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Alexis Martin Neely is America’s Personal Family Lawyer, author of the bestselling book “Wear Clean Underwear! A Fast, Fun, Friendly – and Essential – Guide to Legal Planning for Busy Parents” and the nation’s leading legal expert guiding you to more wealth, health and happiness by making smart financial and legal decisions for your family. Subscribe to Alexis’ free online magazine Family
Wealth Secrets at www.FamilyWealthSecrets.com and find the financial freedom you deserve.
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Don’t Fall Prey To Incorporation Scams
Small business incorporation can make wonderful legal and tax sense. No argument.
But new entrepreneurs need to know that a handful of incorporation scams often ensnare small businesses. And that is truly unfortunate. Getting entangled in an incorporation scam always creates headaches, usually wastes money and may even cause you to inadvertently break the law.
Scam #1: Incorporating for Automatic Tax Deductions
The first incorporation scam? Incorporating because someone (often an off-base consultant or business coach) tells you that incorporation means you’ll be able to magically turn personal expenses like cars and travel into business deductions.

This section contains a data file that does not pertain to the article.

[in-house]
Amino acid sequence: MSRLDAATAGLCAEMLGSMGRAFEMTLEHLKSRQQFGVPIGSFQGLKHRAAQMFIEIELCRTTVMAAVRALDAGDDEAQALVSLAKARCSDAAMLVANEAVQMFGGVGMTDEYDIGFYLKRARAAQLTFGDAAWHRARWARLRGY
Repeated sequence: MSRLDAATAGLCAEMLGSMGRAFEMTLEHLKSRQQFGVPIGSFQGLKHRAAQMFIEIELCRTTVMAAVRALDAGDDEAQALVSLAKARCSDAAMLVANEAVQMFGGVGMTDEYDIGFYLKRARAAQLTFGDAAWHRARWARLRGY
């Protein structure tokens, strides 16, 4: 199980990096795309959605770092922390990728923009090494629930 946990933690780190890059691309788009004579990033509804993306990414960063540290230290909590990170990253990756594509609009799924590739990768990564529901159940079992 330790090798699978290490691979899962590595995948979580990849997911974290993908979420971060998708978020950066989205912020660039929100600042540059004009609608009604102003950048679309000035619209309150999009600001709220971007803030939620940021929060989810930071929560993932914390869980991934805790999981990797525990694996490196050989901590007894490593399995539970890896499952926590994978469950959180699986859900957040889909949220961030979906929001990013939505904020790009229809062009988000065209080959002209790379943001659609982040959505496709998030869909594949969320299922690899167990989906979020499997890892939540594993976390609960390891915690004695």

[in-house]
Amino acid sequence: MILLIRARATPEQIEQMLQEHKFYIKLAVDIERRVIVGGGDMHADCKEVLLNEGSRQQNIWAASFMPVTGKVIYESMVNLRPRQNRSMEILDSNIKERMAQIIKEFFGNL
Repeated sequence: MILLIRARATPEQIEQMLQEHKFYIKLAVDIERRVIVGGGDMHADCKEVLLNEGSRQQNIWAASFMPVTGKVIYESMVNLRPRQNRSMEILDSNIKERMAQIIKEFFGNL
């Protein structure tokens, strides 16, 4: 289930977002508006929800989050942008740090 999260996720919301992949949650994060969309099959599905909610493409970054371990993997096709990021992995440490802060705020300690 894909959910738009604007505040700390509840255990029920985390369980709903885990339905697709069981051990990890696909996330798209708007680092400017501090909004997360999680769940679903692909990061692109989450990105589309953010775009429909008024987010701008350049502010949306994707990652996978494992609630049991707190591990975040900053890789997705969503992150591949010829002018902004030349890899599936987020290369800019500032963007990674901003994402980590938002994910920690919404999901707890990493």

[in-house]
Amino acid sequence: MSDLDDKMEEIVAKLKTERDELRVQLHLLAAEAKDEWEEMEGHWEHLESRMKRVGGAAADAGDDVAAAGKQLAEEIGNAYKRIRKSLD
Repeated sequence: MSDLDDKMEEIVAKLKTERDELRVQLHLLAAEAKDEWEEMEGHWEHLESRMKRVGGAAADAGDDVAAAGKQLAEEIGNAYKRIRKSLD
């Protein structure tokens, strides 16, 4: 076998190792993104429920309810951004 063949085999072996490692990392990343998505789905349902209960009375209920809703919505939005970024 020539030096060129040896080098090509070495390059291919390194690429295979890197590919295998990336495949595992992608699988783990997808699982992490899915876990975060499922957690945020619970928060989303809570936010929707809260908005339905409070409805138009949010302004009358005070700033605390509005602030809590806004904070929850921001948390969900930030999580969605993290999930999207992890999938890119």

The reality sandwich is this: Incorporation does not automatically produce tax savings, and incorporation does not automatically convert personal expenses to tax deductions.
The general rule–which works for sole proprietorships, partnerships, regular corporations and S corporations–says that any ordinary and necessary business expense can be deducted. Personal expenses, in comparison, can not be deducted.
One related point should be made, too. The tax accounting rules for entities do differ. For example, sole proprietorships have some tax planning tricks that can sometimes make them the best entity choice. So do partnerships and corporations.
You definitely do want to consider the tax features of the various entity choices you have available. A regular C corporation or a Sub S corporation might be optimal for your business. Or perhaps a partnership might be best for you. You should probably carefully check out your options.
But incorporating a business for automatic extra tax deductions, well, that’s really just a scam.
Scam #2: Incorporating in Nevada to Avoid Your State’s Corporate Taxes
The second incorporation scam is incorporating in Nevada (or incorporating in some other no-corporate-taxes state) to avoid your state’s taxes.
The Nevada incorporation scam promises naïve business owners that incorporating, say, a California business in Nevada will mean the business doesn’t have to pay California state corporate income and franchise taxes. The scam sometimes also promises that the business owner will avoid having to pay personal state income taxes.